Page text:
When I got to the top of the tower I was overwhelmed with emotions surrounding what was going through my mind on the way up there. So to make it to the top of the Giant’s Ladder was the exclamation point! It was me breaking out of my shell and throwing away the questions that I had before. It was that day that turned my life around. I knew the closer I got to God the less everything else mattered. Regardless of where I am, I’m going to always put God first and be a witness for Him and make sure the environment I’m in is lit by the light of God.
That [camp experience] is where I rededicated my life fully and I say that is when I took control of my relationship with God and gave up control at the same time. You have to take control first and decide, “I’m going to do this.” And then give it up and be submissive. That all happened on a Thursday, and Friday when my mom picked me up from camp I got in the car and she looked at me and said, “KU wants to offer you a full ride scholarship.” This was in June, before my senior year even started.
RM: You grew up in Kansas City and then attended University of Kansas. What was it like going to college so close to home?
DS: It was a dream-come-true. I wanted to be in the Big 12 and I wanted to be close to home. My mother always made it to my games. I was never on the team that was favored; I was always the underdog. It was always a team I was helping to build. Being part of Kansas, they were on the uprise.
RM: Then you get drafted to the Chargers in 2010 and move to San Diego. There are worse cities you could have to live in.
DS: It wasn’t even on my radar. I literally did not watch that much NFL because I was either at church, or with friends, or playing sports – I was never in the house.
RM: Interesting, so did you ever have the dream to play in the NFL or did that just kind of evolve?
DS: My mom was always big on education. Our whole household always had above a 3.5 grade point average. It was a standard and I couldn’t play sports, even from a young age, unless I had good grades; sports were a reward. For me, I knew I always wanted to go to college so I tried to put myself into a position to go to college no matter what. Football gave that to me. I loved playing football and I wanted to be the best player I could be. I wanted to be the best player in the Big 12 and I wanted to be the best player in all of college football. My goal was to play in the NFL. I saw a quilt that I think I made in the fifth grade, where we had to draw a picture of what we wanted to do when we grew up and so my picture was of me playing football.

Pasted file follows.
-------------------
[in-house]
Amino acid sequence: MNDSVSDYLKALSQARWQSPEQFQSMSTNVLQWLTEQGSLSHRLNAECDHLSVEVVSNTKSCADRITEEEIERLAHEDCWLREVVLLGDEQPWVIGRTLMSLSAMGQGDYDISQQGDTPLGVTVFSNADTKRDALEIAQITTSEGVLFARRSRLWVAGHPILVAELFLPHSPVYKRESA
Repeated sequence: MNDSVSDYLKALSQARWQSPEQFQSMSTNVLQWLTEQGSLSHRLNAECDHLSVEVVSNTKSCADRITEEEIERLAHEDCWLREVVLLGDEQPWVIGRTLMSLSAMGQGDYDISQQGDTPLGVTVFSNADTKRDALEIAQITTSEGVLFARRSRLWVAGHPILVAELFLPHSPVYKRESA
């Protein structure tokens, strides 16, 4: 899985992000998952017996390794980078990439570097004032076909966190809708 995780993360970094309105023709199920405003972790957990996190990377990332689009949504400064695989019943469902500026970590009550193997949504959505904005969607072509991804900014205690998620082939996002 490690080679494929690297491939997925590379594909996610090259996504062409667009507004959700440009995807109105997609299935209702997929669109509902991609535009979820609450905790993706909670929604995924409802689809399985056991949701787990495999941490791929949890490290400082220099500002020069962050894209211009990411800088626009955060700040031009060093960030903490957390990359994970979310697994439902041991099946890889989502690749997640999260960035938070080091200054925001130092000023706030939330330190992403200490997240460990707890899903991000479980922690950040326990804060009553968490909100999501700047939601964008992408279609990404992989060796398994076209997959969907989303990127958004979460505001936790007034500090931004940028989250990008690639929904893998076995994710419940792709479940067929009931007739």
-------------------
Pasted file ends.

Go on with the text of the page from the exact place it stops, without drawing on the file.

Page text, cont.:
I wanted to be in the NFL, but I was so scared to fail. In my mind my motto was that failure was not an option. I wanted to be successful in life. Period. And I realized that success is not accolades, but rather finding a purpose and fulfilling it. So for me to be successful I wanted to be a great husband and a great father. I wanted to be the best man I could be.
I told myself to prepare to live without the NFL, but on the field I still needed to play my heart out and do whatever was needed, and if I did that then I believed football will take care of itself, if that was my purpose. I couldn’t draft myself. I always had goals, but [needed to] leave room for God’s will to be done. I realize the times I try to get arrogant and control things, are really the times that things don’t work out. So I started living in a way that I was proving my leadership off the field in many ways varying from being elected Student Senator my junior and senior years at University of Kansas for the college of the liberal arts and sciences, to one of three students on the Chancellor’s Advisory Committee, to Treasurer of my fraternity. I just wanted to prepare myself to be successful regardless of sports.